Friday, March 15, 2013

Benefits of colonialism lost to Kenyan hookers

Kenya was one of the first colonies of British Africa to be granted its independence. That was about three years after Prime Minister Harold Macmillan made his famous -- or infamous -- "Winds of Change" speech, which betokened the Brits' loss of will to govern.

Since then, under the misrule of the Kenyattas, the Mois and the Odingas [Those are African "big men", not tribal names. Ed.], Kenya has descended into the incompetence and  corruption typical of sub-Saharan Africa. See "Meanwhile, elsewhere in Africa..." posted here over three years ago.

The British quit trying to govern the ungovernable half a century ago, but they are still there. British troops are "in station", as the saying goes, doing good works and standing by in case of an outbreak of Maumau terrorism or other disorder. Walt wouldn't kid you about that. The result of last week's "free and fair" elections is still in dispute, and blood may yet be shed, as is the custom.

Earlier this year, the officer commanding British forces in Kenya imposed curfews on  his officers and men following a series of unpleasant incidents. Sadly, he recked not the law of unintended consequences. Without the patronage of British soldies, the Kenyan sex-for-hire business has suffered a sharp downturn, to the point where local hookers are being driven out of business.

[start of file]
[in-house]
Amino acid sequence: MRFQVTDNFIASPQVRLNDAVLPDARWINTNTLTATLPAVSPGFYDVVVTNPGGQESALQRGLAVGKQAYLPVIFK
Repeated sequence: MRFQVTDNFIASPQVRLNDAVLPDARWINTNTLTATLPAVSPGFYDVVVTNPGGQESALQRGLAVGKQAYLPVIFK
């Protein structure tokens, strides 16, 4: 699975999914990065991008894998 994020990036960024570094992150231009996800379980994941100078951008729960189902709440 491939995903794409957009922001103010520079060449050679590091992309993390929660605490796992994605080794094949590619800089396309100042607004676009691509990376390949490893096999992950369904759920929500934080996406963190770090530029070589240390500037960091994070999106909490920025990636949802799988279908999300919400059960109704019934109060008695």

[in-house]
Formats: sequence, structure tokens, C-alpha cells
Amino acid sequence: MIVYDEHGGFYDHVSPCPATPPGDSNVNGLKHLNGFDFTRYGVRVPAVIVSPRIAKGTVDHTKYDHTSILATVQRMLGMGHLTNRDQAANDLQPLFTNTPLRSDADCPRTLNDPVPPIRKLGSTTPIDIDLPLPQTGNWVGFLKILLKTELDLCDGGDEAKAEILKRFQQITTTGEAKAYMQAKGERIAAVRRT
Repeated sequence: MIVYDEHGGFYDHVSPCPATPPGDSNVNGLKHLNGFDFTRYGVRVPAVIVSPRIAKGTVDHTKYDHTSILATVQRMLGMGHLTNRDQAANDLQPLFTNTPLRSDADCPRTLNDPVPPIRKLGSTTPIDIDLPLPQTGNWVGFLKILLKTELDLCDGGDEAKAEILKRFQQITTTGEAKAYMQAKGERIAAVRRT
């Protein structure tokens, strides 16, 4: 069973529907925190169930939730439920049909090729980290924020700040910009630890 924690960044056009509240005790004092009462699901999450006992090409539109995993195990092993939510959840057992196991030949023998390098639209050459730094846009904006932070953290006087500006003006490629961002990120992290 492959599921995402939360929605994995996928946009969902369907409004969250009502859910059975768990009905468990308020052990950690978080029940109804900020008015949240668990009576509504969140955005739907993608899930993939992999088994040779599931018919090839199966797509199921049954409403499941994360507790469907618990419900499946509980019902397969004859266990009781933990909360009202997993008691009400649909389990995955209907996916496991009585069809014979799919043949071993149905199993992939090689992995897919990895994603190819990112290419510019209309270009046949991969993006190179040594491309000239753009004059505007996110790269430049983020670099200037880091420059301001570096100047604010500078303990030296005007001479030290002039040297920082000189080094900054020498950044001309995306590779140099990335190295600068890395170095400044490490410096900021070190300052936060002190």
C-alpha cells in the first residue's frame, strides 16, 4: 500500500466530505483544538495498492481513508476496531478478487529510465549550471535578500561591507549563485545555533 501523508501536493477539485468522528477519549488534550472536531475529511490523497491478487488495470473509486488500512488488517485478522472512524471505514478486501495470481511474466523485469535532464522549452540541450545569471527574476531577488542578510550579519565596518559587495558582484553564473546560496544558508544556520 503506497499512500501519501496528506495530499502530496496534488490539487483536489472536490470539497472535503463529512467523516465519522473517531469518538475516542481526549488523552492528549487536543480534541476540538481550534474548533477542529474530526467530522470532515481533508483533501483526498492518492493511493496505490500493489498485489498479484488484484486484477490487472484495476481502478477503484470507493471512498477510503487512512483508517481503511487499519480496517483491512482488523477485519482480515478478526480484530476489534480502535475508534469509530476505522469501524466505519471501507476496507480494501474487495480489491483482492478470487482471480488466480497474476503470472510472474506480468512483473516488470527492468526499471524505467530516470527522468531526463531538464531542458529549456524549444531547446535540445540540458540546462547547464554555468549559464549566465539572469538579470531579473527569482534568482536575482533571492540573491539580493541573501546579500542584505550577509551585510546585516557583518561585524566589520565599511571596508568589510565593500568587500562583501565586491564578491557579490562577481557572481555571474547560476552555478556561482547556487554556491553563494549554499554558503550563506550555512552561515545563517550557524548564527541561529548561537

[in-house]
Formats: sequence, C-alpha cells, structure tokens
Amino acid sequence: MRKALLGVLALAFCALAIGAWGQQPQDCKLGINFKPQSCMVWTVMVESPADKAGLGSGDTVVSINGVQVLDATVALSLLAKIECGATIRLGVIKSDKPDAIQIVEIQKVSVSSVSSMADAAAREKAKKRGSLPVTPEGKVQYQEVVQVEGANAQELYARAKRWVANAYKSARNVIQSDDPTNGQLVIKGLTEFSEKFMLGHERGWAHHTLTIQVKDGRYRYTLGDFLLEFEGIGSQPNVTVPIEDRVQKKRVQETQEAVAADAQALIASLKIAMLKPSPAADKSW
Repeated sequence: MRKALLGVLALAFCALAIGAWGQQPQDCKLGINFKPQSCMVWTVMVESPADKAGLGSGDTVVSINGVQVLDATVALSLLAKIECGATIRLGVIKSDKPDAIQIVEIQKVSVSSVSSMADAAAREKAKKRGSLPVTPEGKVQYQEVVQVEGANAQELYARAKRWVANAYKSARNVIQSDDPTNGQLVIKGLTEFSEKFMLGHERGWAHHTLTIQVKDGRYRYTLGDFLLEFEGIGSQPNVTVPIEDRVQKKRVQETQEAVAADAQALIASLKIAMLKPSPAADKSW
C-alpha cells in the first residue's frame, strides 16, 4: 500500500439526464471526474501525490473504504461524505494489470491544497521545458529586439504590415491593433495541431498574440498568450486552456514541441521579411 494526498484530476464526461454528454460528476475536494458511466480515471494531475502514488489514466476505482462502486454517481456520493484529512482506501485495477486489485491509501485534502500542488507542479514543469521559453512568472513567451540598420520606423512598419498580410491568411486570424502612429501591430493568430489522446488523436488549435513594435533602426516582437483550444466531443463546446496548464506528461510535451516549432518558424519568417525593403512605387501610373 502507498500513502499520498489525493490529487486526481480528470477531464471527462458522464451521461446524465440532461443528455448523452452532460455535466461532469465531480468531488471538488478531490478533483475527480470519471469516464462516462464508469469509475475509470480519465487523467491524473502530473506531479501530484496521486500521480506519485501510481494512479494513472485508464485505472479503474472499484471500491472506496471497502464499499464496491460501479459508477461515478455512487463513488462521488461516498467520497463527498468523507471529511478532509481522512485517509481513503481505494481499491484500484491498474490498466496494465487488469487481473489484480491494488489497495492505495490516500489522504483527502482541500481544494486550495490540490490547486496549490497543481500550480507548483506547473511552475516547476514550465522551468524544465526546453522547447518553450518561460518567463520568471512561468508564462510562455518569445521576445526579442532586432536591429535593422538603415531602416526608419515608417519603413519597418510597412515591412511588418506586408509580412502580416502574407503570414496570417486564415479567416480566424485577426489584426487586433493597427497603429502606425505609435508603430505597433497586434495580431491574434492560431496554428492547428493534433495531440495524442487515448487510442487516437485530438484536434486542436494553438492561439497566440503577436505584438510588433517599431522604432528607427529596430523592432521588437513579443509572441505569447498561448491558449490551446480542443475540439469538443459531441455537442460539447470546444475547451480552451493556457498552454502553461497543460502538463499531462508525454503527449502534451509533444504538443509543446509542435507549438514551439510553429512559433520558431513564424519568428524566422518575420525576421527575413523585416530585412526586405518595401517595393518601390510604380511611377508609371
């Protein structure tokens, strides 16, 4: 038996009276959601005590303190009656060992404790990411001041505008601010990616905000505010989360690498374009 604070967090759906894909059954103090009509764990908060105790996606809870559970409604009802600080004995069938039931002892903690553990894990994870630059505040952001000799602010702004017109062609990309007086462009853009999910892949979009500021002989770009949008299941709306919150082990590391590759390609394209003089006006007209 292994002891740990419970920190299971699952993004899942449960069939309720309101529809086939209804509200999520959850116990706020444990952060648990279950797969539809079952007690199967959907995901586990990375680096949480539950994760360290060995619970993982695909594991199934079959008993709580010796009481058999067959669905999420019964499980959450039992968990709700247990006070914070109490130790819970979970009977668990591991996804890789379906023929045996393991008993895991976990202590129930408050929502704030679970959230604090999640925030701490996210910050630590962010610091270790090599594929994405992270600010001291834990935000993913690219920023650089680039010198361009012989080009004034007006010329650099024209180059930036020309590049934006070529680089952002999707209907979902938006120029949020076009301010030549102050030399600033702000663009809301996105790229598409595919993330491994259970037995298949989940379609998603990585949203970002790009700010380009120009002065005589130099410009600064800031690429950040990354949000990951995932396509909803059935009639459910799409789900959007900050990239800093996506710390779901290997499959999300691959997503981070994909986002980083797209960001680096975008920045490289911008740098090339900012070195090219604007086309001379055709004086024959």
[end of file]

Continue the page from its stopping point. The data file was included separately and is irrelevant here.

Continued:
Margaret Wambui, of the Kenyan Union of Commercial Sex Workers, told the International Business Times that the working girls in the garrison town of Nanyuki prefer British men -- especially the officers -- because they pay more for less.

"For normal sex the British pay you 4,000Ksh [£30], but the Kenyans pay 200Ksh or 300Ksh," she said. "Kenyan people take a long time but the British only take a few seconds, so you can go and find another customer."

For more on Kenya after independence, Walt recommends any or all of three books by British journalist and author Michela WrongIn the Footsteps of Mr. Kurtz (2000); I Didn't Do It For You (2005); and It's Our Turn to Eat (2009).

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